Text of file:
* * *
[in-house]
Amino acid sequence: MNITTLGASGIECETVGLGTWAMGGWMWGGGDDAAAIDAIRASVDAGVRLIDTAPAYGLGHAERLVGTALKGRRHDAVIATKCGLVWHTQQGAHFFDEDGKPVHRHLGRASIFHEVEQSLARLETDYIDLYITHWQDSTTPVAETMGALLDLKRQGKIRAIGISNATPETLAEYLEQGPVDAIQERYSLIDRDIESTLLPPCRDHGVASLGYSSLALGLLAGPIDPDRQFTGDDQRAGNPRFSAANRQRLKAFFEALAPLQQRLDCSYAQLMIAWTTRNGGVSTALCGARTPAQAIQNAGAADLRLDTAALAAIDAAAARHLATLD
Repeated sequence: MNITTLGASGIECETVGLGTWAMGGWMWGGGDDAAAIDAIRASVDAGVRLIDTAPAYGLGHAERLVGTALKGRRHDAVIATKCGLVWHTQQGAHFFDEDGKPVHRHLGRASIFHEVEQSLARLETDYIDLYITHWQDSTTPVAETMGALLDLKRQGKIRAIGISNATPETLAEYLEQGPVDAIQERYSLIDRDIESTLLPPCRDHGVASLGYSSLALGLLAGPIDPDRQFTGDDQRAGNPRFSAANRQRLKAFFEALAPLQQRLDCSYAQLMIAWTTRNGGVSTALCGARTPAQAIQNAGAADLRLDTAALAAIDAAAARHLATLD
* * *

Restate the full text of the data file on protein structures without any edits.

[in-house]
Amino acid sequence: MNITTLGASGIECETVGLGTWAMGGWMWGGGDDAAAIDAIRASVDAGVRLIDTAPAYGLGHAERLVGTALKGRRHDAVIATKCGLVWHTQQGAHFFDEDGKPVHRHLGRASIFHEVEQSLARLETDYIDLYITHWQDSTTPVAETMGALLDLKRQGKIRAIGISNATPETLAEYLEQGPVDAIQERYSLIDRDIESTLLPPCRDHGVASLGYSSLALGLLAGPIDPDRQFTGDDQRAGNPRFSAANRQRLKAFFEALAPLQQRLDCSYAQLMIAWTTRNGGVSTALCGARTPAQAIQNAGAADLRLDTAALAAIDAAAARHLATLD
Repeated sequence: MNITTLGASGIECETVGLGTWAMGGWMWGGGDDAAAIDAIRASVDAGVRLIDTAPAYGLGHAERLVGTALKGRRHDAVIATKCGLVWHTQQGAHFFDEDGKPVHRHLGRASIFHEVEQSLARLETDYIDLYITHWQDSTTPVAETMGALLDLKRQGKIRAIGISNATPETLAEYLEQGPVDAIQERYSLIDRDIESTLLPPCRDHGVASLGYSSLALGLLAGPIDPDRQFTGDDQRAGNPRFSAANRQRLKAFFEALAPLQQRLDCSYAQLMIAWTTRNGGVSTALCGARTPAQAIQNAGAADLRLDTAALAAIDAAAARHLATLD